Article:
Kashmir’s ancient monuments may soon be history

Archaeological Survey of India has no policy to restore monuments on verge of destruction

Kashmir’s ancient monuments may soon be historyThese temples witnessed the rise and fall of several kings and dynasties over the centuries and survived the ravages of time and religious zealots who tried to destroy them.

But now, some of these ancient temples in the Kashmir valley may not survive as the Archaeological Survey of India (ASI) has no specific policy to reconstruct and restore these splendid architectural marvels.

Displaced Kashmiri Pandits are watching helplessly as the ancient heritage turns into ruins due to apathy of the authorities, encroachment on land and vandalism despite being declared as Centrally protected monuments.

Spread across the length and breadth of the Valley, they demonstrate a distinct architectural style compared to temple architecture in other parts of India.

These temples have not seen any major restoration work by the ASI, which maintains several historical sites.

The ruins of temples at Payar, Martand, Buniyar, Laduv, Avantisvara, Avantiswami, Naranag and Narasthan are under the ASI, but no major restoration work has been carried out so far.

Dr Praveen Mishra, Superintending Archaeologist, said the restoration policy stated that the ASI could not rebuild or restore an ancient site without having evidence of what it looked like.

“Our priority is to prevent further degradation and proper funds are provided for it. Rebuilding these structures is a complex process,” he said.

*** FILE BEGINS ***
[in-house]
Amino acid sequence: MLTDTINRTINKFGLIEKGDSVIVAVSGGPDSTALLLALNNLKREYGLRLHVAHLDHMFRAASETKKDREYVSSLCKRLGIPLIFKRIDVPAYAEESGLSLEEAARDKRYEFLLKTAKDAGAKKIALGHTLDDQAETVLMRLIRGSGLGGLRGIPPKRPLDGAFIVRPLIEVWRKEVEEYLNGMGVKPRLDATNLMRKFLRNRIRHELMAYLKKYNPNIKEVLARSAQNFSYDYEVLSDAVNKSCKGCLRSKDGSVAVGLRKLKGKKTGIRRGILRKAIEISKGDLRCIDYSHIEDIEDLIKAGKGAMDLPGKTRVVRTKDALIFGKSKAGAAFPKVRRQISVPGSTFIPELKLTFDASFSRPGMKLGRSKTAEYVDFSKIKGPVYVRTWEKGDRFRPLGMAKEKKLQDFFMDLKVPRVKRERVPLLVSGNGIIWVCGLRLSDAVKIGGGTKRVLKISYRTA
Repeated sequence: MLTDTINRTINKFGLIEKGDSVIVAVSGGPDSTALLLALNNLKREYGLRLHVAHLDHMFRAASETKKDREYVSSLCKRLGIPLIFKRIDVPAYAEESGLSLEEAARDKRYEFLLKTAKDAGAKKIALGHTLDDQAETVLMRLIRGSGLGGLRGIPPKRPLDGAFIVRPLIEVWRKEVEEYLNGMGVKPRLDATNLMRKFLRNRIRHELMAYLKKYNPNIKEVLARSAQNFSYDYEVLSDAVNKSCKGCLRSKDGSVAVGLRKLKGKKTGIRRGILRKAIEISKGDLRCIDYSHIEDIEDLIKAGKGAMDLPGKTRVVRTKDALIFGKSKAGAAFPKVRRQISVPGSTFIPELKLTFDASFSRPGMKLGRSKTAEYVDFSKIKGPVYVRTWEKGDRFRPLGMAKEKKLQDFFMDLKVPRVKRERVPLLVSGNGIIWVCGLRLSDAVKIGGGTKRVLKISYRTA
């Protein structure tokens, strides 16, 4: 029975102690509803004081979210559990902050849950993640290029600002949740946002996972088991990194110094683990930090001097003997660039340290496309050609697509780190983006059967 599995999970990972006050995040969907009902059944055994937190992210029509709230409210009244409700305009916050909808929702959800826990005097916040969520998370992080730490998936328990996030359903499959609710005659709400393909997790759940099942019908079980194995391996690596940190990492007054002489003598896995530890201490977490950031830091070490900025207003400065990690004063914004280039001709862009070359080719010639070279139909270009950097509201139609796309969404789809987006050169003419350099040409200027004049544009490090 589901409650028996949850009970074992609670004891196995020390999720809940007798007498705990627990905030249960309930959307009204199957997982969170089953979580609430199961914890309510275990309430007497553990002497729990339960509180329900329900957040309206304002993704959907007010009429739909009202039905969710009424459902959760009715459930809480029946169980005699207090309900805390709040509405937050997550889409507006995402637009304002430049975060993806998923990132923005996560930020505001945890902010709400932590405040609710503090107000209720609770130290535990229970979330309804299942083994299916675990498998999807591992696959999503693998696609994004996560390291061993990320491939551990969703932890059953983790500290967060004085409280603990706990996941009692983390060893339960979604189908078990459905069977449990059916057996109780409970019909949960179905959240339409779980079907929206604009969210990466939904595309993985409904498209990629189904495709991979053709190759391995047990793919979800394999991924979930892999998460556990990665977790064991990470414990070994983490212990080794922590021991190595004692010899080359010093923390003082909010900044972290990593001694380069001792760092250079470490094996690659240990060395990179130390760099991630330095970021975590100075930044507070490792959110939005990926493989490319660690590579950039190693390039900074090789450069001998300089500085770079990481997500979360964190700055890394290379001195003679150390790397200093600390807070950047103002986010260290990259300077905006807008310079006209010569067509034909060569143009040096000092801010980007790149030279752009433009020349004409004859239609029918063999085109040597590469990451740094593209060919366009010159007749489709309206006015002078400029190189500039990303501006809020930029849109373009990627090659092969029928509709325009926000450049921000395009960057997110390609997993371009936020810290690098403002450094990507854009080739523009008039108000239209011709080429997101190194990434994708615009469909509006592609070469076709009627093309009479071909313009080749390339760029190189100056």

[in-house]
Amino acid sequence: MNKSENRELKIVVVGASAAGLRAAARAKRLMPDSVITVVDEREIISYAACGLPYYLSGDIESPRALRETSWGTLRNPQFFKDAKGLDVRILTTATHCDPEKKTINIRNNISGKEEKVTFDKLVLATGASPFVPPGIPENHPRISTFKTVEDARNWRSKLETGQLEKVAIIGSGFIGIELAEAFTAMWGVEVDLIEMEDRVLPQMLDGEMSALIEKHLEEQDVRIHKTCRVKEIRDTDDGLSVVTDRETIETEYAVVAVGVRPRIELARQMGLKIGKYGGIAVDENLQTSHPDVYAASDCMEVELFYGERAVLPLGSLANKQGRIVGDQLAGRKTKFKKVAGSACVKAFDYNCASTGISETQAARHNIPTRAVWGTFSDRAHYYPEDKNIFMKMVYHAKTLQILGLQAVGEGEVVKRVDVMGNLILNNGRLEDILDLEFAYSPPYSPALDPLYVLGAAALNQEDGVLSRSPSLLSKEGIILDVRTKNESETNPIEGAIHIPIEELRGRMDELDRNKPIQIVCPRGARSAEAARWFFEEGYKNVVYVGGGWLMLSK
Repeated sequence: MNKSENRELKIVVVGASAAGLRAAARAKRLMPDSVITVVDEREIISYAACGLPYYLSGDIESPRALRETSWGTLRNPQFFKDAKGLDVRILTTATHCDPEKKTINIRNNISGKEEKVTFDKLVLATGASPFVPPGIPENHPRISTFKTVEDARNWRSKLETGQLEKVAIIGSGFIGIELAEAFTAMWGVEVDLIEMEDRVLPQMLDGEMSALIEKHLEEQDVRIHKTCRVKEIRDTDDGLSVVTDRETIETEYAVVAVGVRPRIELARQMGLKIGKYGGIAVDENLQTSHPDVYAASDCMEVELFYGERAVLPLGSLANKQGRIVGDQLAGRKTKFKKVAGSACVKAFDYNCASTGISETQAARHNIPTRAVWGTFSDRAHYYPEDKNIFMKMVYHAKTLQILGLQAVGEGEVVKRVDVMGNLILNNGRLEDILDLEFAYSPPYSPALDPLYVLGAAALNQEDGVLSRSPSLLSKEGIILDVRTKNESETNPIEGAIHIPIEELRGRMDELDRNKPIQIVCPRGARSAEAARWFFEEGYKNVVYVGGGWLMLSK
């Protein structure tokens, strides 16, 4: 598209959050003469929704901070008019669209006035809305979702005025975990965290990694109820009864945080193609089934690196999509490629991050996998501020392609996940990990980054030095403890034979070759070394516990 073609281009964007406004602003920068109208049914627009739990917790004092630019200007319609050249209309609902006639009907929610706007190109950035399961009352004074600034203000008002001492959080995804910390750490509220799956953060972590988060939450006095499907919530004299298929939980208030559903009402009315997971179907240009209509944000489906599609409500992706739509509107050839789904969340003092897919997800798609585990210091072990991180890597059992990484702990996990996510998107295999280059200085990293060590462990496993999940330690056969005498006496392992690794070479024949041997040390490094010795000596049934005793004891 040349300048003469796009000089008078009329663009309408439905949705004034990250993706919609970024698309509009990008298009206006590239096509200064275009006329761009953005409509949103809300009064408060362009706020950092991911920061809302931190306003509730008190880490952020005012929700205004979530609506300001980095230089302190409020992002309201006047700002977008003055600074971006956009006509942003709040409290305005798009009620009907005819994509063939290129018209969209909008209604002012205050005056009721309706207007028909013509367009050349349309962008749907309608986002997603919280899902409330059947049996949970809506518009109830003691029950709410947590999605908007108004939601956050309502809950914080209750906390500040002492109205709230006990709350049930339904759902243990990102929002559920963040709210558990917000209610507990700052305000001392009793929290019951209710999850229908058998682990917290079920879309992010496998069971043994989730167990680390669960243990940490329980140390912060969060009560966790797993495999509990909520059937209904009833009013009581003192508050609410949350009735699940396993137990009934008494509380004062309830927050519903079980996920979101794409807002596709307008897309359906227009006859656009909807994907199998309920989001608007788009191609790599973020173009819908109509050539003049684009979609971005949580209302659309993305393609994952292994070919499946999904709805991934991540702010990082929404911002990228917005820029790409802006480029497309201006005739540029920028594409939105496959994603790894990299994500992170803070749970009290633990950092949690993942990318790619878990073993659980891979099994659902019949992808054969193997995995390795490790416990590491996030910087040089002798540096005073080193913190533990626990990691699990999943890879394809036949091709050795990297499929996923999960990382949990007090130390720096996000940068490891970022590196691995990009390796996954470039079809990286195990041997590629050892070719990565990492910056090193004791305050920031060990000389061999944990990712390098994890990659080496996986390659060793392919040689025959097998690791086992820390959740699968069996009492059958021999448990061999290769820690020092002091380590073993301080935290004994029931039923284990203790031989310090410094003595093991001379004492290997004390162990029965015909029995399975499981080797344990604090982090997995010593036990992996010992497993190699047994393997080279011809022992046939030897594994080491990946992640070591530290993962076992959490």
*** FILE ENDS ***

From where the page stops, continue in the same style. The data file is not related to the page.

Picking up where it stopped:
Without help from the ASI, ruins of excellent specimens of the Kashmir style of architecture, blending the Gandhara, Gupta, Chinese, Roman, Syrian-Byzantine and Greek forms of architecture, are getting further degraded and can only be preserved by experts.

“The ASI manages several shrines, but only cosmetic measures have been undertaken,” said Vinod Pandit, chairman of the All Party Migrant Coordination Committee.

“It is not using experts to reconstruct the ruins, as in other parts of the country. The famous Sun temple in Anantnag and Naranag complex in Ganderbal district are examples of apathy,” he said.

The Pandit community has been claiming that encroachment by the majority community with active help of fundamentalists started after 1947, when Maharaja Hari Singh abdicated the throne. They say targeted destruction of temples in Kashmir started in 1986 when riots erupted in Anantnag district.

Though the Jammu and Kashmir Government admitted that 208 temples had suffered damage during the past two decades of insurgency, the figure did not include ancient structures.

Mobs vandalised a number of temples and houses of the minority community after the eruption of militancy in 1990. A number of temples and ‘’dharamshalas’’ were burnt by rampaging mobs during various shutdowns and anti-India protests.


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